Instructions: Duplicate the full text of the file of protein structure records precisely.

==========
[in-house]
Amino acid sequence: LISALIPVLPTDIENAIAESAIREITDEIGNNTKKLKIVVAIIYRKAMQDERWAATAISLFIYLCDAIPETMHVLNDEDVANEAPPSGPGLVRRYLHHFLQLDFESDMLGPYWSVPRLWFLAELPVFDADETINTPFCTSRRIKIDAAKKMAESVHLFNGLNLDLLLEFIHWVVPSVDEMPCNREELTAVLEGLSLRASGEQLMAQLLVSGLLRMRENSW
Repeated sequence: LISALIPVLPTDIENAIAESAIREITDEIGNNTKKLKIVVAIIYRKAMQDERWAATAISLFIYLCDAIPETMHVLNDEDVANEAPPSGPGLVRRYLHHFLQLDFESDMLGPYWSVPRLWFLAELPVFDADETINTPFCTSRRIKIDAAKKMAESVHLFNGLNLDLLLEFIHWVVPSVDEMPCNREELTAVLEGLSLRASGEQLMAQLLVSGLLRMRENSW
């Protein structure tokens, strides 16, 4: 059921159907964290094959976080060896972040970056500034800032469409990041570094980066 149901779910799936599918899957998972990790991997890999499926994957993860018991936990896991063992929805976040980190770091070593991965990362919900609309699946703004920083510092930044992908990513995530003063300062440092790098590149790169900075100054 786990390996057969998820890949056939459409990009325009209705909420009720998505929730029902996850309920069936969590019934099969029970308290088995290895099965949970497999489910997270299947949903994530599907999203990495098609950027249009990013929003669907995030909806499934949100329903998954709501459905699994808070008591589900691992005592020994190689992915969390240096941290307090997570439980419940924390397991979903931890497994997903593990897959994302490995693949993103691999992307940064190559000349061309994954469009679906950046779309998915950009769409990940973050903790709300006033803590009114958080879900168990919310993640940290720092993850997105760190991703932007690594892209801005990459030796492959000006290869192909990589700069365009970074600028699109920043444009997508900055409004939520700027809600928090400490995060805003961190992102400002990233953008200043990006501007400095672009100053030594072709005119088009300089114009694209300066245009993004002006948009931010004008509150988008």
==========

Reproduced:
[in-house]
Amino acid sequence: LISALIPVLPTDIENAIAESAIREITDEIGNNTKKLKIVVAIIYRKAMQDERWAATAISLFIYLCDAIPETMHVLNDEDVANEAPPSGPGLVRRYLHHFLQLDFESDMLGPYWSVPRLWFLAELPVFDADETINTPFCTSRRIKIDAAKKMAESVHLFNGLNLDLLLEFIHWVVPSVDEMPCNREELTAVLEGLSLRASGEQLMAQLLVSGLLRMRENSW
Repeated sequence: LISALIPVLPTDIENAIAESAIREITDEIGNNTKKLKIVVAIIYRKAMQDERWAATAISLFIYLCDAIPETMHVLNDEDVANEAPPSGPGLVRRYLHHFLQLDFESDMLGPYWSVPRLWFLAELPVFDADETINTPFCTSRRIKIDAAKKMAESVHLFNGLNLDLLLEFIHWVVPSVDEMPCNREELTAVLEGLSLRASGEQLMAQLLVSGLLRMRENSW
């Protein structure tokens, strides 16, 4: 059921159907964290094959976080060896972040970056500034800032469409990041570094980066 149901779910799936599918899957998972990790991997890999499926994957993860018991936990896991063992929805976040980190770091070593991965990362919900609309699946703004920083510092930044992908990513995530003063300062440092790098590149790169900075100054 786990390996057969998820890949056939459409990009325009209705909420009720998505929730029902996850309920069936969590019934099969029970308290088995290895099965949970497999489910997270299947949903994530599907999203990495098609950027249009990013929003669907995030909806499934949100329903998954709501459905699994808070008591589900691992005592020994190689992915969390240096941290307090997570439980419940924390397991979903931890497994997903593990897959994302490995693949993103691999992307940064190559000349061309994954469009679906950046779309998915950009769409990940973050903790709300006033803590009114958080879900168990919310993640940290720092993850997105760190991703932007690594892209801005990459030796492959000006290869192909990589700069365009970074600028699109920043444009997508900055409004939520700027809600928090400490995060805003961190992102400002990233953008200043990006501007400095672009100053030594072709005119088009300089114009694209300066245009993004002006948009931010004008509150988008």